If you are a Firefox user there is an eQuake add-on at which uses the USGS data. It alerts you with the basic information (date, location, and magnitude) of each earthquake but you can specify a lower limit for the magnitude, for example 4. By default your browser will ‘shake’ proportional to the earthquake magnitude but you can configure the alert methods. I have only just installed it so I’m not sure how disruptive the quaking browser effect is going to be …… and as I write this an earthquake of 4.9 has just hit the Santa Cruz Islands region! And having just spell checked this article a 6.8 quake has occurred off the west coast of the South Island of New Zealand. If nothing else this is an interesting way to demonstrate the frequency of earthquakes.

Telecoms blast from the past

I am having a grand clear-out in the office and at long last have decided that my archive of telecoms software and manuals has to go. Before I sort the paper, binders, books and disks into the relevant piles for recycling I offer them free of charge to anyone who might be interested for historical reasons, research or whatever!

The list is on

You do not have to take the whole lot – you can take an individual item. Email me at if you are interested in any of them. Closing date 5th October 2007. After that date, they will be irrevocably recycled.

Blog Tag: 5 things you don’t know about Karen Blakeman

This is a blog tag game and I blame Phil Bradley for sucking me into this this, who blames Danny Sullivan, who blames …. I have no idea. The game is that having been tagged (by Phil!) I have to tell 5 things you didn’t know about me and ‘tag’ five people to do likewise!

So, the 5 things you possibly didn’t know about me are:

1. Phil claims to have run the first Internet course in the UK in 1994 but in late 1992 I ran an Internet course for people working in the commercial sector. We spent hours struggling with telnet, veronicas, archies, and gophers and got nowhere very slowly. At the end of the session I uttered the immortal words “Don’t worry, this Internet thing will never catch on” .

2. Chris (my husband) and I have walked the Thames Path twice during the last four years. 184 miles from its source in the Cotswolds to the Thames Barrier in Greenwich. Brilliant! Our greatest challenge was identifying public transport that could get us to and from various points along the walk.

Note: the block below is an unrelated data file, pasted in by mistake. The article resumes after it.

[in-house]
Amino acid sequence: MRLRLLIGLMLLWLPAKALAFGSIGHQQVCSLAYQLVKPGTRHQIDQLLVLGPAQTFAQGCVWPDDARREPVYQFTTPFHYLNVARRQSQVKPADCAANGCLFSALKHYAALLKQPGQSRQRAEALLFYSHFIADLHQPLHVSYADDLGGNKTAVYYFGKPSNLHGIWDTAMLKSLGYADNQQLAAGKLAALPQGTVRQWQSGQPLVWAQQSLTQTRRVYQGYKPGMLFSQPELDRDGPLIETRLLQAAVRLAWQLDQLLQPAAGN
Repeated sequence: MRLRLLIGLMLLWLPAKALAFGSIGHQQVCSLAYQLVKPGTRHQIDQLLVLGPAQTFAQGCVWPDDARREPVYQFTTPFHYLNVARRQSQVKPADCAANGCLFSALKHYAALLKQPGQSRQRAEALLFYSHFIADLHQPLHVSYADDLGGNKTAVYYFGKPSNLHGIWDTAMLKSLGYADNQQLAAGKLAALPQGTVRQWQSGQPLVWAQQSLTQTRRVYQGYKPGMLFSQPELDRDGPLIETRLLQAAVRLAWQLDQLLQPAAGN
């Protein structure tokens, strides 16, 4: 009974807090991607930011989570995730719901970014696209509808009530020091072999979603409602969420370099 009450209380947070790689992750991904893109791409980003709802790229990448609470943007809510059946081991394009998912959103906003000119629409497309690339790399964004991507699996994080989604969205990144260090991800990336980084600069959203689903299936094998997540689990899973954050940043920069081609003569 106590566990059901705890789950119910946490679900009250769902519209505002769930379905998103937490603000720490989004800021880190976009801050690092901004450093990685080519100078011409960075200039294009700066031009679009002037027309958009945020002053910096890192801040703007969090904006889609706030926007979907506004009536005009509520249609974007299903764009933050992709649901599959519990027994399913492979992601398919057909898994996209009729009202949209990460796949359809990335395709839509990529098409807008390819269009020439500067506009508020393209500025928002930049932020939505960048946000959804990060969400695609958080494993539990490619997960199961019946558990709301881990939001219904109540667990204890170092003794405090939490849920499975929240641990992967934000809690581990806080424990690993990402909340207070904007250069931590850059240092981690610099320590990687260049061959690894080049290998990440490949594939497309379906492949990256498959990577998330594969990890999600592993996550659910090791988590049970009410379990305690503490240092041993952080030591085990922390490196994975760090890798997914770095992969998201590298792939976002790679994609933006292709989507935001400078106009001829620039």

3. I am a fervent vegetable gardener specialising in growing tomatoes, aubergines, courgettes, peppers, garlic, and chillies that blow your head off. If you are interested in growing really tasty vegetables, especially tomatoes and peppers, try Simpsons Seeds.

4. We have a tartan tortie cat called Jessie. She is a rescue cat adopted from Thames Valley Animal Welfare and has us well trained. Remind me – why are we getting up at 5 am in order to feed this animal?

5. I am a Thunderbirds fan. F.A.B . Need I say more?

I now tag:

Tom Roper. Great blog that as well as information related topics has racing tips!

Brian Kelly. Well I have to tag him don’t !? We all teased him mercilessly at Internet Librarian International this year about being the only web 2.0 speaker without a blog. So he immediately set one up. And very good it is.

Chris Armstrong. This is the fellow to contact about managing e-books. He is also very active in CILIP council and has been involved in the Review of Groups and the Governance Review. Anyone who recommends axing the incomprehensible, hierarchical panel, board, standing committee structure of CILIP gets my vote every time!

Chris Rhodes. My husband who is involved in environmental remediation and energy issues. His blog has interesting but sometimes seriously scary stuff concerning climate change and ‘peak energy’.

Christine Baker. Christine does not have a blog but I want to tag her anyway, and she gets out of having to tell and tag. She is the UKeiG (UK eInformation Group) admin person who keeps the whole group running and on its toes, and we all love her. More importantly, she is and has been a great friend to me for many years.

Passport launched for OurProperty and

Fubra, who run and maintain the and web sites, have launched the Fubra Passport. This is a single login system that will be valid for all existing and future Fubra web sites and consists of your email address and just one password. You no longer need your user name.

Fubra say that the benefits will become obvious as they launch more sites over the next few months, but no clues from them yet as to what those sites are likely to be. So far, I have been very impressed with Fubra’s sites. I use regularly use OurProperty, which repackages Land Registry data, and friends and colleagues reckon that PetrolPrices, which gives details of local petrol prices, is excellent. (We gave up our car 15 years ago as an experiment and are still managing to survive and travel with out it!). Fubra also run Compare Airport Parking.